Hidroeléctrica de Cahora Bassa (HCB)

HCB is the operator of the Cahora Bassa Dam that was built in 1969 by the Portuguese administration. It is the largest power producer in the country with an installed capacity of 2,075 MW. The Mozambican government has increased its stake over the decades, and currently owns 92.5% of the company. The remaining 7.5% is owned by the Portuguese government.

Centro de Promoção de Investimentos (Investment Promotion Centre, CPI)

The centre offers a range of services designed to help domestic and foreign investors gain access to the incentives offered by the government for the establishment of their businesses. Its mandate is to attract and retain substantial direct domestic and foreign investment. The aim is to boost economic growth and wealth creation, including the promotion of public-private partnerships for economic and infrastructure development. At the time of writing, no sector specific exemptions or fiscal incentives exist for renewable energy investment in Mozambique. However, for sectors that are considered to be of public interest, such as electricity and energy, the CPI can evaluate investment proposals to facilitate the acquisition of incentives provided for in the Investments Law and the Tax Benefit Code. Such incentives include exemption from customs duties and VAT for the importation of capital goods, a reduction of the Corporate Income Tax for infrastructure investments by 80% for the first five years, by 70% for years 6 to 10, and by 25% for years 11 to 15. However, market participants note that even when incentives are granted, they are not always uniformly applied.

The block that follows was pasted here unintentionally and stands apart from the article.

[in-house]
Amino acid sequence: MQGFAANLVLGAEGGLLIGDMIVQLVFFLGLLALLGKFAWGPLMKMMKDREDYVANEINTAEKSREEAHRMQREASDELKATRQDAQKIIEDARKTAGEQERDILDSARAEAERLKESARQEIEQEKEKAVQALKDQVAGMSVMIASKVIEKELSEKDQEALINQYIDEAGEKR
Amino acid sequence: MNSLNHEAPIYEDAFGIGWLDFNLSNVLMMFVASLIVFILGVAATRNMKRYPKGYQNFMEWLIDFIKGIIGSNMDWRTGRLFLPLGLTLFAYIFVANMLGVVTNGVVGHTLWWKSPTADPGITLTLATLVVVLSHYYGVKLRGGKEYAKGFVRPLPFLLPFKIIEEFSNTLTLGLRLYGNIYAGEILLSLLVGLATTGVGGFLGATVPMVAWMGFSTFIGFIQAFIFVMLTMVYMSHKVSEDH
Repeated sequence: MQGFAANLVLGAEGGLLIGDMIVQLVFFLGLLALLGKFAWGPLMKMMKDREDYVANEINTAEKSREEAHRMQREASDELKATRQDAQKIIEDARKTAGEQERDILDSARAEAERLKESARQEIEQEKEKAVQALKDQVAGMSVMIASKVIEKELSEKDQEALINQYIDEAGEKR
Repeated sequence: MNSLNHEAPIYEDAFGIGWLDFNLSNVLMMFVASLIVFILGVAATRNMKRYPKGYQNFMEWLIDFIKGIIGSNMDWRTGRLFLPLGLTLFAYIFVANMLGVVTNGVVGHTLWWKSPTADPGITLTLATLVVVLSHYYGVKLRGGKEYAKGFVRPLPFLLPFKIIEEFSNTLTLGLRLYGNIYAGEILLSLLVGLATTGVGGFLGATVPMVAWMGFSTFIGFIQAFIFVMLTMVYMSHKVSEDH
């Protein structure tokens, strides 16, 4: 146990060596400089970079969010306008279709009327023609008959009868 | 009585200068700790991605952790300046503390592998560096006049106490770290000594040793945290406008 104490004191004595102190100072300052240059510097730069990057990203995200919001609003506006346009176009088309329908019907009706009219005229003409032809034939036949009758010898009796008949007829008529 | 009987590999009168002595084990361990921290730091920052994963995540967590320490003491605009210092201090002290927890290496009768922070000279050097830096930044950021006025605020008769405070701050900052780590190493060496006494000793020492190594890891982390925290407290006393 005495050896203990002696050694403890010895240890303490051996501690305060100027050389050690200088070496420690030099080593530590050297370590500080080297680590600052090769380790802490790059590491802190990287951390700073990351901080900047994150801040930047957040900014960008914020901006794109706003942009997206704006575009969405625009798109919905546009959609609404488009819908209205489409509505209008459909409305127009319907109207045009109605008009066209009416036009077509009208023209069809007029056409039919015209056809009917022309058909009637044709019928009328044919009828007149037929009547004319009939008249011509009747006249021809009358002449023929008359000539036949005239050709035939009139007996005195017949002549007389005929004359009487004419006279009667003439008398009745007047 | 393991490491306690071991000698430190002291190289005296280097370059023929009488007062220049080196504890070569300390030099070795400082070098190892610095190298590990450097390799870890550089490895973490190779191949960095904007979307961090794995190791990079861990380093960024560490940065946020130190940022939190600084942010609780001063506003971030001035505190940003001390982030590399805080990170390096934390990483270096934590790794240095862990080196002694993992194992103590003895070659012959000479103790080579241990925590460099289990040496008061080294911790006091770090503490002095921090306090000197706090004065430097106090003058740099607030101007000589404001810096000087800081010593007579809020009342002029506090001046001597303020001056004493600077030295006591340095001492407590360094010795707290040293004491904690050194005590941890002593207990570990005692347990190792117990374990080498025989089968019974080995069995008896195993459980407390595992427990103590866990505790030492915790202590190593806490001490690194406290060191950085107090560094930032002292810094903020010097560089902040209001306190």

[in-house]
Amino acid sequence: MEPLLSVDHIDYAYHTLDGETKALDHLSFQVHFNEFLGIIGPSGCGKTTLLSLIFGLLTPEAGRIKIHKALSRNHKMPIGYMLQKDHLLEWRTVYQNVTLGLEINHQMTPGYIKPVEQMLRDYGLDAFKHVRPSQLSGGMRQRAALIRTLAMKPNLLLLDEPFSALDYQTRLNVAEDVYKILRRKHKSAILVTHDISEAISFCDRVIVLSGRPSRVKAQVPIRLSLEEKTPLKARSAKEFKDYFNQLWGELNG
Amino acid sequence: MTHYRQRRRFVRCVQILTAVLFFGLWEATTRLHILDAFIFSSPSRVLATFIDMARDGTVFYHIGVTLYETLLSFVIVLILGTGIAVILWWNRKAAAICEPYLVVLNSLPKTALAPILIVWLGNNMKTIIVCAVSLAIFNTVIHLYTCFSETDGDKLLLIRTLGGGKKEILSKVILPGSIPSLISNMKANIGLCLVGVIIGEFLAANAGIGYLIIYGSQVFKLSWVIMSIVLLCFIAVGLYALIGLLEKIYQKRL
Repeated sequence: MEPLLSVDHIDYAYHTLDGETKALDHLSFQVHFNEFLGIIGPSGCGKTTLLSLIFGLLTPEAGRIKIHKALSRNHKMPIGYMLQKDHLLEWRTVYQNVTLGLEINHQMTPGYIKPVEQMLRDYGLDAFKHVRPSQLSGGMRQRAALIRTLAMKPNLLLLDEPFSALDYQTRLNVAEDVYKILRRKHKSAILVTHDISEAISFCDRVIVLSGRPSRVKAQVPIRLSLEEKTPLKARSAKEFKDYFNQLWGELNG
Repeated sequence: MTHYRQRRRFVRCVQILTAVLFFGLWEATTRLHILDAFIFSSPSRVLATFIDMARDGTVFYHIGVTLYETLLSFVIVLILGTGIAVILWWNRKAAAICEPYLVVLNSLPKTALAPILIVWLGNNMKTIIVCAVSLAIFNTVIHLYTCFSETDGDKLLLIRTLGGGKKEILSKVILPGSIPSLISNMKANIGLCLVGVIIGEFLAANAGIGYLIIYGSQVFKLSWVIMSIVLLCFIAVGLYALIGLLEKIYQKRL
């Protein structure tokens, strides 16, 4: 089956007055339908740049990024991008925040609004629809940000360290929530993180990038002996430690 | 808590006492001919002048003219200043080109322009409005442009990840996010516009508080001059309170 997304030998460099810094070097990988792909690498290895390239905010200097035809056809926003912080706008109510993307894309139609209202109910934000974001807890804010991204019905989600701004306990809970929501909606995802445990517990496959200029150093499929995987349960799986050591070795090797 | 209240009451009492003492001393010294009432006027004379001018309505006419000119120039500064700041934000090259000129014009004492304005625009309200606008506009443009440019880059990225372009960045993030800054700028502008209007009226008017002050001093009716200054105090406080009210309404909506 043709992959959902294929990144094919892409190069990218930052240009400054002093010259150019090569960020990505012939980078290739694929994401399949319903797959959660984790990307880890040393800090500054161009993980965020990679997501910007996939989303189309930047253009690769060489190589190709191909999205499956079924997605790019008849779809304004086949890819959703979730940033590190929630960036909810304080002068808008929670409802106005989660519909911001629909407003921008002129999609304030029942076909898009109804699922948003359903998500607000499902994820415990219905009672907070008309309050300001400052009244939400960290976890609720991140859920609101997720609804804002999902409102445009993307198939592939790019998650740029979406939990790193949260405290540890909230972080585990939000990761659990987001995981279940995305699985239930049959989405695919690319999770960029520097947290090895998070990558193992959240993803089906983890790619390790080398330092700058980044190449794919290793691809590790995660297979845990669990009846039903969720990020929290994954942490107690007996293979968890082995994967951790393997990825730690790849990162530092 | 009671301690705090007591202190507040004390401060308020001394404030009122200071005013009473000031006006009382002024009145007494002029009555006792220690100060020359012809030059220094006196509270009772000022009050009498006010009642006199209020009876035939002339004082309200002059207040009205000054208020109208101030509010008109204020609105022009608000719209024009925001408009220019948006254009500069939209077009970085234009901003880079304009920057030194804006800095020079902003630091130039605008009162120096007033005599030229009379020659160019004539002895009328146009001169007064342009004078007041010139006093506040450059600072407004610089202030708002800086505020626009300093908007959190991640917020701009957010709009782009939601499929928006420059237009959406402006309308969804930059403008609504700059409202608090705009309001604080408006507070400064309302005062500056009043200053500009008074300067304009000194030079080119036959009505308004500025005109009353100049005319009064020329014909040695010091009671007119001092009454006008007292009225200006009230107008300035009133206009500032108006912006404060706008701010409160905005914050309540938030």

Associacao Moçambique de Energias Renovaveis

RECP, in conjunction with Associacao Lusofono Energias Renovaveis (ALER) is currently supporting the setting up of a national Renewable Energy Association with main mission to promote business development, local capacity building and exchange information. It is expected in the course of 2017, the association will be officially launched. The latest information can be found on: www.amer.org.mz .

Strategies, Policies, Acts, and Regulations

Electricity Act 1997

In 1997, Mozambique reformed the electricity market by adopting the Electricity Act, which was introduced with the aim of regulating electricity production, transmission, distribution and commercialization. The act established the principle that all activities should be carried out under concessions and created the advisory body CNELEC as well as FUNAE.

In theory, the Electricity Act opened up all areas of electricity production, distribution and sales to private operators through concession contracts, issued by the Ministry of Mineral Resources and Energy, and PPAs set with EdM. However, the involvement of private sector operators has been limited so far, apart from two recently commissioned gas power IPPs and one utility scale solar PV project.